By Taylor Walston
Some archers hope to jump into a professional archery career after high school, while others pursue a college degree. Many schools like Emmanuel College in Franklin Springs, Georgia, offer archery scholarships. Scholarships let students blend archery and academics so they don’t have to give up either.
Rachel Reshonsky and Roger Hermosilla compete on Emmanuel College’s archery team, and both are building impressive resumés. Archery scholarships helped them pay for college, and unite them. They met on the team and are now engaged to marry.
Hermosilla is from Spain, and was born with an illness that affects his ability to play sports. After a local archery club visited his high school to do a promotion, he fell for the sport. “It became a cycle: the more I shot, the more I fell in love with it,” Hermosilla said.
Once he understood the dedication needed to reach the Olympics, he decided he needed a college education before going any further. His father reached out to Team USA archer Jake Kaminski on Facebook and Kaminski said Texas A&M and Emmanuel College were top colleges for archery, so Hermosilla applied to Emmanuel.
Reshonsky took a different route. “I started shooting when I was 2 years old,” she said. “I shot with the NASP program during middle school and high school using a Genesis bow. I transitioned into archery clubs, shooting with Music City Archery, then went to different camps and got into Olympic recurve shooting. I received a scholarship to shoot at Emmanuel College after I went to an archery camp there.”
At Emmanuel’s summer camp, archers spend a week practicing, learning and improving techniques. They spend time on campus and stay in dorms. The camp enlists college students as counselors so they can complete their USA Archery certifications and practice coaching.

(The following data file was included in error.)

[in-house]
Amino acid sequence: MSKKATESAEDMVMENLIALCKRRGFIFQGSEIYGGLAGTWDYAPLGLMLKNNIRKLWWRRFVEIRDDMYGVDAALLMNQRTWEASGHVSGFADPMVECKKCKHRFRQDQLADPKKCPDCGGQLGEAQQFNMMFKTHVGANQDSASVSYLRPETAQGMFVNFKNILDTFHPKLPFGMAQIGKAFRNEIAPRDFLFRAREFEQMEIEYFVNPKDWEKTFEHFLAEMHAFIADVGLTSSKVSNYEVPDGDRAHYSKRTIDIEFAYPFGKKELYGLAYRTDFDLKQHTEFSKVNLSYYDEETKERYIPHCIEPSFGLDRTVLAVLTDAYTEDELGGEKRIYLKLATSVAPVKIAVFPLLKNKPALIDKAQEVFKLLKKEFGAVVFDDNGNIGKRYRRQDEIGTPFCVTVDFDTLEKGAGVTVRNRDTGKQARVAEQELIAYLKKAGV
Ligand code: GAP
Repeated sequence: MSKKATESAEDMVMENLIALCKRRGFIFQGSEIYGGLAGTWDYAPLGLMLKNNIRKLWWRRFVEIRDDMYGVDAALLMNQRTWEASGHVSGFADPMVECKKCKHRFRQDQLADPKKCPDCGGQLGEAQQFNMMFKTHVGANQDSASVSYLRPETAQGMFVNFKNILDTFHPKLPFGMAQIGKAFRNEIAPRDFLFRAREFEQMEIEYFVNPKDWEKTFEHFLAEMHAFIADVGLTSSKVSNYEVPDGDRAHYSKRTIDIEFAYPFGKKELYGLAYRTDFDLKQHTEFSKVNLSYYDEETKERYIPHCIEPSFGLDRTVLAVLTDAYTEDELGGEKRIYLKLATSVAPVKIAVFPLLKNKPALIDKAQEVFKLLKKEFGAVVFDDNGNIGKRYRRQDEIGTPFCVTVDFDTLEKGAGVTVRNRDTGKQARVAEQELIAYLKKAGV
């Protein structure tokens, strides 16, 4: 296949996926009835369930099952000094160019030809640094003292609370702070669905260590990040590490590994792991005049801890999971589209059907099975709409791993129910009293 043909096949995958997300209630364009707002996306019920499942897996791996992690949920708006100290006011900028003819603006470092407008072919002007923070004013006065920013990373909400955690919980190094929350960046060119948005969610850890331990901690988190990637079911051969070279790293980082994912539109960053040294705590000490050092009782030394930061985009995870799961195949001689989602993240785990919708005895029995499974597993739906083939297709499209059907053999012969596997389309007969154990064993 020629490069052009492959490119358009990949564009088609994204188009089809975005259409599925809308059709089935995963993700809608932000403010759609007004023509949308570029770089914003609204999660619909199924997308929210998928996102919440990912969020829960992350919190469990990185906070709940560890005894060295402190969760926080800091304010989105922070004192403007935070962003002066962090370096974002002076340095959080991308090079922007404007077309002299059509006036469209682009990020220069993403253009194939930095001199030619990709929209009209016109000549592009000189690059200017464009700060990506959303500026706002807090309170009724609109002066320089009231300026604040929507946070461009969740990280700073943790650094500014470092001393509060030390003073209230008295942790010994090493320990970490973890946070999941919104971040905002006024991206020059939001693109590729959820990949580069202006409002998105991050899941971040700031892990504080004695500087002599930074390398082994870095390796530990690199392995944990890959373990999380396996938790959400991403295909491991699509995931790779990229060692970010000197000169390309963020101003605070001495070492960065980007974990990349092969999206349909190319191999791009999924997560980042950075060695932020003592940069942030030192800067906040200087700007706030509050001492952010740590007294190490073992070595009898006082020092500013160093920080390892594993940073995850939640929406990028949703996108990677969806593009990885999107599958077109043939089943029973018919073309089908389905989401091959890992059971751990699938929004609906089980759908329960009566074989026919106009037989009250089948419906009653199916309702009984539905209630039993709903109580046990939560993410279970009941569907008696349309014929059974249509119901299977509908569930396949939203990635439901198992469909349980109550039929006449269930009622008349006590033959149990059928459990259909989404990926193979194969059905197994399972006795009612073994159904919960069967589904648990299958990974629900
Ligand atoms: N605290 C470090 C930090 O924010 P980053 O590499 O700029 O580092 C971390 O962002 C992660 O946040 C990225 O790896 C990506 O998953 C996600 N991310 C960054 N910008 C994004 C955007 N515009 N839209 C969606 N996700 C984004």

Emmanuel is a small college of about 2,000 students, which strengthens ties between students and faculty. “The line between team and family gets closer every day,” Hermosilla said.
Emmanuel’s archery team is a varsity program. It has the same regulations and benefits as other sports, and archers receive as much respect as football players from students and teachers.
“It’s great to be able to sit down with the president of the school and the school board and have them ask, ‘How’s the archery team doing? What do you need? How do you think the program is going to grow at the school?’” Hermosilla said. “When we finished Nationals, we got an email or a phone call from the president of the school saying, ‘Congratulations!’ I don’t think that would happen at a state university.”
Hermosilla and Reshonsky competed at the U.S. Field Nationals, winning gold and silver, respectively. “We had the full team behind us,” Hermosilla said. “With my family being overseas, having people there to support you is great.”
“It’s exciting to see how enthused their friends are when they watch them compete,” Coach John Winchester said. “They’re not just teammates, they’re friends.”